The Next Journey – Writing Prompt

I was taking an online creative writing class and this was my submission for the prompt:

David sat crying in the middle of the road.



The Next Journey


Sweat poured down David’s back as he shifted gears trying to maintain his lead in the Tour of California.  The day had dawned stifling hot and hadn’t subsided even with the rise in altitude as the peloton ascended Gibraltar Road.  It was Stage Six; David only needed to get up through this mountainous stage in one piece. If he could complete this safely, tomorrow’s ride along the Pacific Coast Highway should be a cake walk in comparison. His team was surrounding him like he was a precious little caterpillar nestled in a cocoon of safety, but he knew it could all change in an instant.

David’s mind drifted to the moment two months ago when he’d gone to the team doctor, complaining of being light headed and shaky before he’d even gone out for his training ride that morning. The very next day his world crashed down around him, leaving him with only one logical conclusion.  Retirement.  He hadn’t officially announced it to the press, requesting the team to keep it close to their vests until after the race.  David didn’t want this to become a distraction, but he couldn’t help smile at being an added inspiration factor for his team.

This race was going to be his denouement, and David was hoping to literally ride off into the sunset with one last yellow jersey to hang on to. The doctor had told him it was the early symptoms of Parkinson’s, and while medication could slow the progression of the disease, it was still going to rob him of his body control prior to killing him outright, all the motivation he needed for one last ride.

His wife, Jenn didn’t understand his compelling drive to win ‘just one more’ when there were so many other things to be doing, like spending time with his two kids, Jake, and Ella.  His racing had taken a toll on his family but after the diagnosis, Jenn had vowed to stick by him and fight this disease to the bitter end.  He’d been a racer all his adult life and while his body might be breaking down, it’s hard to tell your mind to just stop doing something that it’s been so keenly focused on for so long.  It was like asking him to stop breathing. How does one go about doing that?  They’d compromised; he’d retire after this race and focus on his health, his family– her.   It was the least he could do after all the sacrifices they’d made for their marriage to make this dream of his real. It was his turn to give some things up, especially before he would be taking all over again.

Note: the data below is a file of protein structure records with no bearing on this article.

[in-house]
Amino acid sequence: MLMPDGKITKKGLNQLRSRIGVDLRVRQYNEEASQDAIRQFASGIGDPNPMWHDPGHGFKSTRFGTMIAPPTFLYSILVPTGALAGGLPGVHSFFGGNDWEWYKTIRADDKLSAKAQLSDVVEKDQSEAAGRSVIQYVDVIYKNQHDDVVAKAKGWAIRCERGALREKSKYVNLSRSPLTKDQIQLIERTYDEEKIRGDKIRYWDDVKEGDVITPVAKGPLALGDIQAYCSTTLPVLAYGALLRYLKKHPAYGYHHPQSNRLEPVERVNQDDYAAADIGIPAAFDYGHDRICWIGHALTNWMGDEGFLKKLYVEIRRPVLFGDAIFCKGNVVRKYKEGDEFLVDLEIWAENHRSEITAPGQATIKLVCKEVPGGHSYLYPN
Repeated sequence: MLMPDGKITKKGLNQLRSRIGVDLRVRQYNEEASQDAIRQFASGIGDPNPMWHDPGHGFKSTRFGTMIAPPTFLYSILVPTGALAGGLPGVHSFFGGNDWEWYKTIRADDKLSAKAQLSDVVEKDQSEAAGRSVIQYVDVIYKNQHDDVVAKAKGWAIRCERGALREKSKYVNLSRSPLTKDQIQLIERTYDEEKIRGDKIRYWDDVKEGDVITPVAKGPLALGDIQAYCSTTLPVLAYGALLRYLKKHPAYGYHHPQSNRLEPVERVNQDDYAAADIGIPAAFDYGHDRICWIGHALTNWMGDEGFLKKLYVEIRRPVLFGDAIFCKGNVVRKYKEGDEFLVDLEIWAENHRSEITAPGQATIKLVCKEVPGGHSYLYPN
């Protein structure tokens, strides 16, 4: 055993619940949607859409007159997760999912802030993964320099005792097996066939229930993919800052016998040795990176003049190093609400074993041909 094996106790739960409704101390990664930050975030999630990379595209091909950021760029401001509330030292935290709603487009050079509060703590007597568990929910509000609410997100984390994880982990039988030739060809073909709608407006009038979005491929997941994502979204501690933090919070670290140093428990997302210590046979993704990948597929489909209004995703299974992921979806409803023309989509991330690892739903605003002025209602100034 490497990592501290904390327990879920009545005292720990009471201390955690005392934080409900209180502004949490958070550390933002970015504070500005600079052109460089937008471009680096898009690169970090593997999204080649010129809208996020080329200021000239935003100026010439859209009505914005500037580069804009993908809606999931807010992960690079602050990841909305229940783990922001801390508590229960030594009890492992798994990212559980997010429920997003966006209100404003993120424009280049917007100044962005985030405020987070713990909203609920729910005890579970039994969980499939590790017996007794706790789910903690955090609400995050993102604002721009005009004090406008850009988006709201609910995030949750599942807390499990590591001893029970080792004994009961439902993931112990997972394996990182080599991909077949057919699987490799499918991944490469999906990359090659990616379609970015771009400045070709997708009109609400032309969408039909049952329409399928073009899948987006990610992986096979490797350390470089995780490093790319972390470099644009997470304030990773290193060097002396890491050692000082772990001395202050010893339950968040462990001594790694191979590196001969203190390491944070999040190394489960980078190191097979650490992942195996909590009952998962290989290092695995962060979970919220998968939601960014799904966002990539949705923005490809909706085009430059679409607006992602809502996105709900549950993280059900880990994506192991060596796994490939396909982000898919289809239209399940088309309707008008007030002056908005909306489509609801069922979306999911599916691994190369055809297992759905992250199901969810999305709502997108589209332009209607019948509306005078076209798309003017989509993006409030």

Through race radio, he could hear there was a small breakaway attempt being thwarted at the front of the peloton.  David knew he needed to move up front to chase down anyone who attempted to catch his current, race leading time.  “Johan, let’s move up and set the pace.  I’m not going down today,” David demanded through his earpiece.   It took just one moment for the team to begin maneuvering up to the front, jostling other teams to make way for the current leader.

David stayed close to the back wheel of Antonio, his climbing domestique as he wove them through the crowd.  While Antonio was new to the Velo team he brought an enthusiasm and drive that was unparalleled to any other young rider on the circuit.  David wondered who the team would recruit to become their next GC rider in the coming months.  Not that it should concern him any, but still, this little squad of riders had become his family, his home away from home since he turned pro at twenty-four and he cared how things would turn out for these young riders.

“Let’s hold steady here,” Johan ordered, telling the team to hold pace now that they were in the front and leading the pack.  “David, stay alert, I think Alberto is going to attack around the next bend.  Stick to his wheel, you only have twelve seconds to spare and the toughest climb is still eight K to go.”

David let out an unsteady breath. “Gotcha,” he replied and refocused on sticking to the front.  Just as Johan had predicted, Alberto began to charge ahead at the turn.  David responded, pounding on his pedals and latched on to Alberto’s wheel.  The breakaway didn’t stick, and the peloton caught up thanks to Team Velo increasing the pace, leaving no room for question as to who was leading the charge.

Muscles screaming, on the brink of exhaustion, David could see the crest of the hill and knew he’d get a short breather before having to attack the last climb of the stage.  Staying focused on Alberto, he rode under the King of the Hill banner to begin his descent.  Wind whizzing by, he was flying around the switchbacks, trying to maintain as much speed as possible while staying in control of his bike.  He could see Alberto just to his left, and focused on not letting his rival get any further ahead.

The pair sped down the mountain, curve for curve, neck and neck.  David’s muscles were beginning to chill from the cool wind, but he knew the next climb was only a half a kilometer away and he’d be unable to keep the sweat out of his eyes soon enough.  The last turn in the descent was upon him, but his tire must have hit a small rock because the next thing he knew, his bike was no longer beneath him and he was tumbling across the pavement, feeling like he was entirely made up of road rash.

“Agh!” he whelped, pain surging through his entire body.  He thought his collarbone was likely broken, not to mention the odd angle his wrist was sitting at.  The race car zoomed up behind him as he sat in the middle of the road and cried.  He wept, watching all the other racers speed by him, knowing he’d never wear yellow again and that while this fight was over, he had a whole other one that was just beginning.



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